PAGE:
Certain confidential communications attract what we call “privilege” which means they do not have to be disclosed to any third party or the court. Legal advice privilege applies to confidential communications:
- which pass between a client and their lawyer.
- which have come in to existence for the purpose of giving or receiving legal advice.
These types of communications are privileged unless the client waives privilege (commonly by disclosing the communication) or it is lost. In the recent case of Curless v Shell International Limited the Court of Appeal had to decide if legal advice privilege had been lost on the basis the advice given had been essentially fraudulent, in this case a sham redundancy hiding a discriminatory dismissal.
Mr Curless was employed as a Senior Legal Counsel by Shell. He suffered from type 2 diabetes and sleep apnoea. He commenced employment in 1990 and was dismissed on redundancy grounds in 2017. Shell had raised concerns regarding his performance for a number of years and in 2015 Mr Curless issued tribunal proceedings for disability discrimination and failure to make reasonable adjustments. He subsequently raised a grievance in January 2016 and received a response in June 2016. In April 2016 Shell announced a redundancy programme and Mr Curless was ultimately dismissed on redundancy grounds in January 2017.
Mr Curless issued proceedings in the Employment Tribunal for disability discrimination, victimisation and unfair dismissal. In bringing the claims he relied on an email that had been sent by one of Shell’s senior lawyers to another lawyer within the organisation in April 2016. The email was marked “Legally Privileged and Confidential” and referred to Shell’s plan to reduce the number of in-house lawyers. The email went on to specifically mention Mr Curless and the fact that the redundancy process would be the “best opportunity” to resolve the situation with him and that, whilst there would be the risk of him arguing unfairness/discrimination, there was a “wider reorganisation and process at play” that they could set the dismissal in to the context of. Mr Curless argued that the email gave advice on how to unlawfully victimise him by using the redundancy program as a cloak for dismissing him and therefore it had lost its privileged status.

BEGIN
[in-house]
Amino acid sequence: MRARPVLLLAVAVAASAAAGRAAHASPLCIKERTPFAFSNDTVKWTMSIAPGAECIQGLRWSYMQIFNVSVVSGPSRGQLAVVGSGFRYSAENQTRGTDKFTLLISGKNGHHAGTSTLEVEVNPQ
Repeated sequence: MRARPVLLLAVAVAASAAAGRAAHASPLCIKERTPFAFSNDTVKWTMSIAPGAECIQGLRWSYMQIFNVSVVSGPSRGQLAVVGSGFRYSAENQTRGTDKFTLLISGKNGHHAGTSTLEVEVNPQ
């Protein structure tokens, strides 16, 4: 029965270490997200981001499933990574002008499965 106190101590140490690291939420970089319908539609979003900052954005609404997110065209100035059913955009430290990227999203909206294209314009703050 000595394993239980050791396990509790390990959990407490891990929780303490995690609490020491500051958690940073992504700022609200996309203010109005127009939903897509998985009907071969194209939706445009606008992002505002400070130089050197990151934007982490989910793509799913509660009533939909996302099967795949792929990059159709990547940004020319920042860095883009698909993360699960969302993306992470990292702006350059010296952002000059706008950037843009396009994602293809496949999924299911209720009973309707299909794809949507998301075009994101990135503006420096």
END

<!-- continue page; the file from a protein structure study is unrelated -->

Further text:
Decision of the Employment Tribunal and Employment Appeal Tribunal (“EAT”)
The Employment Tribunal had to determine whether Mr Curless could rely on the email or if it attracted legal advice privilege. The Tribunal confirmed that the email was subject to privilege on the basis it was giving advice on how to handle the redundancy process and that it was not trying to evade legal action but rather to avoid it which was a standard piece of advice from lawyers.
Mr Curless appealed to the EAT and they upheld his appeal. The EAT did not agree with the Tribunal’s interpretation of the email and in its view the email was advising Shell on how it could use the genuine redundancy exercise as a cloak to dismiss Mr Curless thereby avoid his continuing complaints and difficulties with his employment which he said related to his disability. With this in mind the advice was “iniquitous”, because it advised on how to take an unlawful course of action. This meant the email did not attract legal advice privilege and as such Mr Curless could rely on it.
Court of Appeal’s decision
Shell appealed the EAT’s decision to the Court of Appeal and the judgment was handed down on 23rd October 2019. The Court of Appeal agreed with the Tribunal’s interpretation of the email that it was simply advice on how Shell could either offer Mr Curless voluntary severance or made him redundant as part of its reorganisation plans. They did not accept that it was advice to act in an underhand or fraudulent way and therefore the email retained the protection of legal advice privilege.
What does this mean for employers
This case is reassuring for employers as it confirms that any advice they receive from their lawyers on how to deal with tricky employees will be privileged and as such not be discloseable in any subsequent tribunal proceedings. It also makes clear that the threshold for waiving or losing lawyer-client privilege is high and is only going to apply in limited circumstances.
It is also important to remember that legal advice privilege only applies to lawyers and as such does not extend to pure HR consultants. As such if you are engaging the services of a HR consultancy that does not satisfy the relevant solicitors’ regulatory requirements, any advice you receive will not be privileged and as such would have to be disclosed as part of any subsequent litigation which could prove to be extremely damaging.